Saturday, May 28, 2016

Apply These Website Planning Steps To Build A Better Website

Web DesignThis is Part One of a 3-part article series designed to help you understand the website planning process.

Are you considering the idea of taking your small business online?

One of the most important decisions you need to make is whether or not to build your web site yourself, or get someone to help build your site.

Both choices have pros and cons. Whichever option you pick will depend on many factors like:

  • Your financial situation
  • Time
  • Your business priorities
  • How soon you need your site to be up and running
  • Your technical skills
  • Your level of commitment to supervise and manage the project
  • etc …

If your budget is limited and you want to save money, you could decide to build the site yourself, but it goes without saying that you will need to spend some time learning how to put your site together.

How To Plan Your Website – Understanding The Process

Whether you choose to build a website yourself or get someone else to build it for you, the first important step is to get some good planning done. In this blog post we explain in simple terms why better website planning can help your business and what to do before investing in web development.

The Web Site Planning Process Explained: A Cost-Saving Primer For Non-Technical Business Owners

Planning your website is regarded by many online business strategists as being the most important aspect of building a successful website. Careful planning in the early stages of your business development process will help you avoid costly errors later and create a better end product.

Below, you will find a comprehensive blueprint for non-technical users designed to help you better understand your website planning process. We will also cover the do’s and don’ts of planning a business website, and give you tips on how to brief your website designer to make sure that you end up with a website that will perfectly meet your budget, suit your needs and deliver you great results online.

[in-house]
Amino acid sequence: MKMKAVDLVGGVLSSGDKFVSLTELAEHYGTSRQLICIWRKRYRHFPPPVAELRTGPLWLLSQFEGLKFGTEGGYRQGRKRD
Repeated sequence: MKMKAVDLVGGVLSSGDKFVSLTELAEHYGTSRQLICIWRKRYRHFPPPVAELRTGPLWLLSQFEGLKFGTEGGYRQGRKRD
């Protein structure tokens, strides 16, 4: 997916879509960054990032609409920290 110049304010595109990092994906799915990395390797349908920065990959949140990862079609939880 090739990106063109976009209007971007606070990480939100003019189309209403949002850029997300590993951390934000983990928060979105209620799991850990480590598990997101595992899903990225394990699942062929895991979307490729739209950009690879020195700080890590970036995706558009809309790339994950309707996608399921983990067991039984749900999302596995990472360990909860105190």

Important: Before setting up a website or registering a domain name for your web site, it’s highly recommended that you first research your market.

Building a successful presence online requires more than just having a professional website or business blog built. It also requires in addition to a number of other things, a commitment to developing and implementing an ongoing web marketing strategy.

The Site Planning Process Made Simple

So … you need a website.

Let’s start, then, by understanding the website planning process.

Take a look at the diagram below, and let’s go through the information on this page together.

Note: Click on the image or the link below the image to enlarge the chart.

A Cost-Saving Guide To Web Site Planning For Business Owners

(click here to view larger image)

To make the process easy to follow, we recommend that you download and print the Website Planning Flowchart shown above.

Website Process Chart

Once you have downloaded and printed out the flowchart, grab some paper and a pen, or whatever you takes notes on, so you can write down your thoughts and ideas as we take you through the process. Also, make sure to shut out all distractions over the next 30-45 minutes.

Step 1 – Website Goals